[Picture caption: Aiubkhan Magomadov © Private]

Fourteen men missing in Chad

It is so hard and painful to not know what happened to my husband. After one year, I just want to know where he is.’ Wife of one of the disappeared

At least 14 men, some army officers, some civilians, have not been seen since they were arrested by security forces in April 2006. For more than a year, the Chadian authorities have refused to disclose any information about them. Their families do not even know whether they are alive or dead.

On 13 and 14 April 2006 the capital, N’Djamena, was attacked by a coalition of armed groups, the United Front for Democratic Change (FUC). The armed opposition groups, which were seeking to oust President Idriss Déby, fought pitched battles with government forces on the outskirts of the capital. Hundreds of people were killed. At least 14 senior army officers and several civilians were arrested by members of the security forces on suspicion of being involved in or knowing about this attack.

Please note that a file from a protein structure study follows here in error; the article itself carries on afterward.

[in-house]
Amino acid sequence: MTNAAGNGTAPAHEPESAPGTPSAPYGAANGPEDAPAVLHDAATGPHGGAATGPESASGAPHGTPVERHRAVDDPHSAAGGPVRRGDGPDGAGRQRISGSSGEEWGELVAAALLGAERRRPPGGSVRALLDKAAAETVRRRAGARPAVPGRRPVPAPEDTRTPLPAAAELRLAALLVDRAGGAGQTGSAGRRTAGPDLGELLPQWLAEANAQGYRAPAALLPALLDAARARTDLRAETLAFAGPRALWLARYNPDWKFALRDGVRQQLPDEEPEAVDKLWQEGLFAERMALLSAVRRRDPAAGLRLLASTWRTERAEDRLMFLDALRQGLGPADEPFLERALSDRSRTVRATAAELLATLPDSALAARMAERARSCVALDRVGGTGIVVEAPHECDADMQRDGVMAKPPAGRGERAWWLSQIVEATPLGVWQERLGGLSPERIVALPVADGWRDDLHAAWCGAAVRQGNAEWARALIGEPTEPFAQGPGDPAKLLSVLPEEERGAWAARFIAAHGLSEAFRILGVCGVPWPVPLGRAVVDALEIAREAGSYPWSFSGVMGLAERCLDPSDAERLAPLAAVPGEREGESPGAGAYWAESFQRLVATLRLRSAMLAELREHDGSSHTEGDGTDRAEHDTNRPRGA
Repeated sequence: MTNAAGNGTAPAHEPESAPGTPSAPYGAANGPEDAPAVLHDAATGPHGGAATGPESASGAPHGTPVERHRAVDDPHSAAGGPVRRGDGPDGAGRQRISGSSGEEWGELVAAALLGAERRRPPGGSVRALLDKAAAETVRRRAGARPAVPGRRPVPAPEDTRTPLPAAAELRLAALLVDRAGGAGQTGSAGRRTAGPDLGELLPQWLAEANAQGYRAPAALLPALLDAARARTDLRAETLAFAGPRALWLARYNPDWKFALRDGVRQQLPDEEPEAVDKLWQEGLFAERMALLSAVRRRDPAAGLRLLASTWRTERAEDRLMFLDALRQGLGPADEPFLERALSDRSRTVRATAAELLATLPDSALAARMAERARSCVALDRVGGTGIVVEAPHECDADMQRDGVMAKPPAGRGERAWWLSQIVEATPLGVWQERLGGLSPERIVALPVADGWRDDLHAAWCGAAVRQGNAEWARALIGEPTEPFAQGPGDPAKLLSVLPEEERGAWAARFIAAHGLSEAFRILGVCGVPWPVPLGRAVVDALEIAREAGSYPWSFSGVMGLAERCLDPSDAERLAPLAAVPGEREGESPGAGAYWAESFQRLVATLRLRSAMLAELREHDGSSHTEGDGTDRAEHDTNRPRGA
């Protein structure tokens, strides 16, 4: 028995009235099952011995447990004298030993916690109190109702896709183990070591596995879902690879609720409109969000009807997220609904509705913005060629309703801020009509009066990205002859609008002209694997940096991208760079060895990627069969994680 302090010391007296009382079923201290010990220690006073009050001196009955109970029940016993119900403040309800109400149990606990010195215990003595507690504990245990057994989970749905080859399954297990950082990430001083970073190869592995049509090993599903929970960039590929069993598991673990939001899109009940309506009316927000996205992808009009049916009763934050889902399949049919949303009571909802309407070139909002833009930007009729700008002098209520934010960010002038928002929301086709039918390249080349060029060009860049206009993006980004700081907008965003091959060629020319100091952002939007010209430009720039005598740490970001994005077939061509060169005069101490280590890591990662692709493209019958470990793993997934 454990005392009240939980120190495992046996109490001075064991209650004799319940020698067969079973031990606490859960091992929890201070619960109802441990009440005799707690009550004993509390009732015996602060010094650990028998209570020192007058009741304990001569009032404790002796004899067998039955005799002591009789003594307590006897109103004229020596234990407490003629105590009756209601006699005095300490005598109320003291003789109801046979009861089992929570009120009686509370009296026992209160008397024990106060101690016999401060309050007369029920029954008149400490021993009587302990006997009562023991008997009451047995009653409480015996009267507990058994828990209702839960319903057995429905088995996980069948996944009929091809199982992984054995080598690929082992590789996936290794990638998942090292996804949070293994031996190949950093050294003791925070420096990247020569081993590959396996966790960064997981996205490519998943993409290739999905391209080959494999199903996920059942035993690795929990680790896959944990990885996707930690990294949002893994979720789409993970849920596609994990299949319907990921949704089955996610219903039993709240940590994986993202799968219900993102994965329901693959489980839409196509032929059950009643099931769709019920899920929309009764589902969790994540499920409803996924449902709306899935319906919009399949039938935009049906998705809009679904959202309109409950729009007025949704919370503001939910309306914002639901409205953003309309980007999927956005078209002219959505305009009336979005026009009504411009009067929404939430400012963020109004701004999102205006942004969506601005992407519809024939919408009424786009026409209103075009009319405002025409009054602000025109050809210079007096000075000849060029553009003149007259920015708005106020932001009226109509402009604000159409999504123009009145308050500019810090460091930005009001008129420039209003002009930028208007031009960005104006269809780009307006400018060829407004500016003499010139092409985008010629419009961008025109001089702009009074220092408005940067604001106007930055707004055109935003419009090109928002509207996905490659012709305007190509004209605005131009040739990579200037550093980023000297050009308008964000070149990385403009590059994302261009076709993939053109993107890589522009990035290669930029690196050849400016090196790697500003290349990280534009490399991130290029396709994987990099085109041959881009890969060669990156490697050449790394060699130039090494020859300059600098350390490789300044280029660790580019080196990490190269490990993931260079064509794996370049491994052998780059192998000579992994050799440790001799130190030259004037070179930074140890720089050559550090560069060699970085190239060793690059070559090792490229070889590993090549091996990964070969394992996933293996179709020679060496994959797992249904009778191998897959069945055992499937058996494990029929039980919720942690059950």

In December 2006 a peace agreement was signed in Tripoli, Libya, between the government of Chad and the FUC. Mahamat Nour, the leader of FUC, was appointed Minister of Defence in March 2007. However, no news emerged on the fate of the arrested men.

Among the 14 victims of enforced disappearance are: Colonel Abakar Gawi, Colonel Khamis Doukoune, Commandant Adil Ousman, Colonel Ahmat Haroun, Colonel Abdoulaye, Youssouf Seid, Ramat Ahoula, Michelim Ahmat Oumar, Ahmat Mahamat, Ali Ousman, Guy Békam and Mahamat Saleh Idriss.

If alive, AI believes that they are at serious risk of torture. The Chadian authorities have refused to say where they are held or what state of health they are in, despite calls from the victims’ families and human rights organizations. The authorities have also failed to respect due process and the rule of law. Enforced disappearance is a crime under international law.